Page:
Put the problem to bed with these natural remedies.
For many, occasional night sweats are pesky. They’re uncomfortable, they disturb your sleep. You might have to change your clothes during the night, or worse your sheets. And you are left with a big pile of extra laundry – no-one needs that! If you are experiencing night sweats right before your period over a number of consecutive nights the disturbance to your sleep can become severely problematic to your everyday functioning. And this is a great indicator that your hormones are out of balance.
Why do hormonal night sweats happen?
Experiencing night sweats right before your period is due to the dramatic drop off of oestrogen. This is the same reason that hot flushes are characteristic of the menopause. What is happening is the body is effectively experiencing ‘withdrawal’ symptoms from the level of hormones to which it has become accustomed. As oestrogen levels decrease, the size of the ‘thermo-neutral zone’ dictated by the brain gets narrower, meaning it won’t take much change in ambient temperature to result in your body attempting to compensate. Hello night sweats!
There is a couple of points in the normal menstrual cycle that this big drop off of oestrogen happens. One is just before ovulation mid-way through the cycle, the other is just before menses, days 26-28 of a 28 day cycle. Uniquely during this later time, there is a steep decline in all of a woman’s hormones as her body prepares for menstruation. This is the most likely time to experience night sweats, right before your period. Another possible time for hormonal night sweats would be right before ovulation. If you experience night sweats outside of these times of your cycle, I recommend that you discuss this with your doctor. There could be another health condition at play here.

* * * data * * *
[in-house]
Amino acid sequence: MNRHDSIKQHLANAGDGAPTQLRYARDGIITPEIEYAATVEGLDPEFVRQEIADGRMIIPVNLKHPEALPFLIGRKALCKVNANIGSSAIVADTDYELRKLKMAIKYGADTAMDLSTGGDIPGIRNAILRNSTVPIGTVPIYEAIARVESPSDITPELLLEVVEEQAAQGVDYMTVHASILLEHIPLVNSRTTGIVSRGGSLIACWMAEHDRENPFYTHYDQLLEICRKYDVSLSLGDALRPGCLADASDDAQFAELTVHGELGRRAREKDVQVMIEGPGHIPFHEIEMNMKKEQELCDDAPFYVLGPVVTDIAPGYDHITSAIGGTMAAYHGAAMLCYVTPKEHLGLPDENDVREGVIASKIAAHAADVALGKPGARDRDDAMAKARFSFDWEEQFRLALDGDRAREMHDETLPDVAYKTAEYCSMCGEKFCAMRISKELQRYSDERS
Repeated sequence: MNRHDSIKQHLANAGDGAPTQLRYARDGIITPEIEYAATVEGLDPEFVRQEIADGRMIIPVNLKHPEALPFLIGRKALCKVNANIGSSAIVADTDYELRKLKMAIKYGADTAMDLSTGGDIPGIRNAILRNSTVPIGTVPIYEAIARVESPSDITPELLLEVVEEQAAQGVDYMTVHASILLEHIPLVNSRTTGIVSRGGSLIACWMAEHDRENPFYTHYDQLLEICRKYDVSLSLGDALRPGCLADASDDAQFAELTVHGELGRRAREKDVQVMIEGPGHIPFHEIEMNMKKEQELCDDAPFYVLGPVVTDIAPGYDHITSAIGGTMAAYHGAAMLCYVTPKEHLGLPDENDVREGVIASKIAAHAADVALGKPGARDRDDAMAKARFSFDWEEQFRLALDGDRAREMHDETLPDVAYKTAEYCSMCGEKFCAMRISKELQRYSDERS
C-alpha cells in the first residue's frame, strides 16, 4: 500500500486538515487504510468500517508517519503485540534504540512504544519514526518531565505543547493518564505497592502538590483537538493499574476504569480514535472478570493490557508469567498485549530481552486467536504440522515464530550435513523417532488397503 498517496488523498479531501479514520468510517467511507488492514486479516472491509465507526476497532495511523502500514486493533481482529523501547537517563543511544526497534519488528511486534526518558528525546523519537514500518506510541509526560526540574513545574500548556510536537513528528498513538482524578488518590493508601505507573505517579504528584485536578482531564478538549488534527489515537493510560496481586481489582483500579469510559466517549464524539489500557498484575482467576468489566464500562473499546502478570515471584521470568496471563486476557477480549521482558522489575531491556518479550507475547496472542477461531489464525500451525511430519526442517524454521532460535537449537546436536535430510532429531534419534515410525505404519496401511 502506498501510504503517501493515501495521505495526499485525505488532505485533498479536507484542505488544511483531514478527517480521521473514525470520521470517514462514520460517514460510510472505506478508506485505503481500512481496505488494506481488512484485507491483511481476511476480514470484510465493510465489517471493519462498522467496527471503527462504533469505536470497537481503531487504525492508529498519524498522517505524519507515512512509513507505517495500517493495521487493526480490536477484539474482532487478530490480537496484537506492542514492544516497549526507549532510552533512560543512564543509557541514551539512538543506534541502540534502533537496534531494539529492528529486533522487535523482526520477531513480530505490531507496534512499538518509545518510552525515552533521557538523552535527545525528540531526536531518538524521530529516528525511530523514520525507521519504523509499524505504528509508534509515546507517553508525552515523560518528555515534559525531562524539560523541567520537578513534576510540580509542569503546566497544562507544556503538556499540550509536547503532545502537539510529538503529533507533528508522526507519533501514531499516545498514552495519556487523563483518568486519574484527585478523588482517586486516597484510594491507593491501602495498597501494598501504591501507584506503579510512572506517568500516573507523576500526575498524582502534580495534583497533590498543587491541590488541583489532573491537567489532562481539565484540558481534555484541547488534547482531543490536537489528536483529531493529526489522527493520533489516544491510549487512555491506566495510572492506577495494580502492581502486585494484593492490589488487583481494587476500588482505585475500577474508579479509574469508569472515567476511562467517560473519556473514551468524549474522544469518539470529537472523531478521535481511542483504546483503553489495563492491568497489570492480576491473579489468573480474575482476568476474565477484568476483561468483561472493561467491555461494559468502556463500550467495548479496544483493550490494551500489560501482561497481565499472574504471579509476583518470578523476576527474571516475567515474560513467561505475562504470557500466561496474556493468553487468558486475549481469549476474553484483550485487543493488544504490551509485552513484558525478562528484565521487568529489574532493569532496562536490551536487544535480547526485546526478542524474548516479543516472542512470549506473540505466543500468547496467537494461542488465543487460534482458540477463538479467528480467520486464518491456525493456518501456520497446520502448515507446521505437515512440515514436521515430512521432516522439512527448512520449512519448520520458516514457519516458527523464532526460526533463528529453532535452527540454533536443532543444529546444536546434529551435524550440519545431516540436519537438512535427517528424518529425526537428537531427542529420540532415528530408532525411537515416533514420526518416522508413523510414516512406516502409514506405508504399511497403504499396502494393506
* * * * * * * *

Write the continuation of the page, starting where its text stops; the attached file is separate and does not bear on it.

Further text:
If you suffer with night sweats the best route to finding a solution is to keep a comprehensive log of sleep, food and cycle. This will allow you to identify patterns. A short-cut approach to this could be to note the food you can remember from the day before, and day of your cycle day, after you experience night sweats. These kind of notes can easily be kept in a tracking app on your phone. I recommend Cara for food and lifestyle tracking, or P Tracker for comprehensive tracking of cycle and related symptoms. These are both free and may help you identify any personal triggers and work out a solution.
There are a few common triggers for experiencing night sweats right before your period which are worth looking out for:
Sleep clothes, and bed sheets should be made from cotton rather than any synthetic or mixed fabrics. The ambient air temperature should be fairly low and the room dark. It is best to try and recreate cave conditions for minimal sleep disturbance.
A sudden drop in blood sugar level
This could be either a full blown hypoglycaemic episode or what is known as ‘relative hypoglycaemia’ where blood sugar levels are within the normal range but the drop is sudden enough to trigger the release of hormones like adrenaline and cortisol. This is most common in those who struggle generally with blood sugar regulation. But can also be common in diets where lots of sugar is consumed without any protein or fat to slow it’s absorption. If you think this could be a trigger for you then take a high protein snack before bed like a handful of nuts.
Drinking alcohol before bed, even as little as a glass of wine, can trigger night sweats. Similarly other toxins can potentially have the same effect. Smokers have a considerably higher chance of experiencing hot flushes during menopause. It follows that smoking also potentially aggravates night sweats associated with the normal menstrual cycle.
Excess oestrogen, or oestrogen dominance, is a common hormonal imbalance. There are a number of ways the body can end up with more oestrogen than it needs.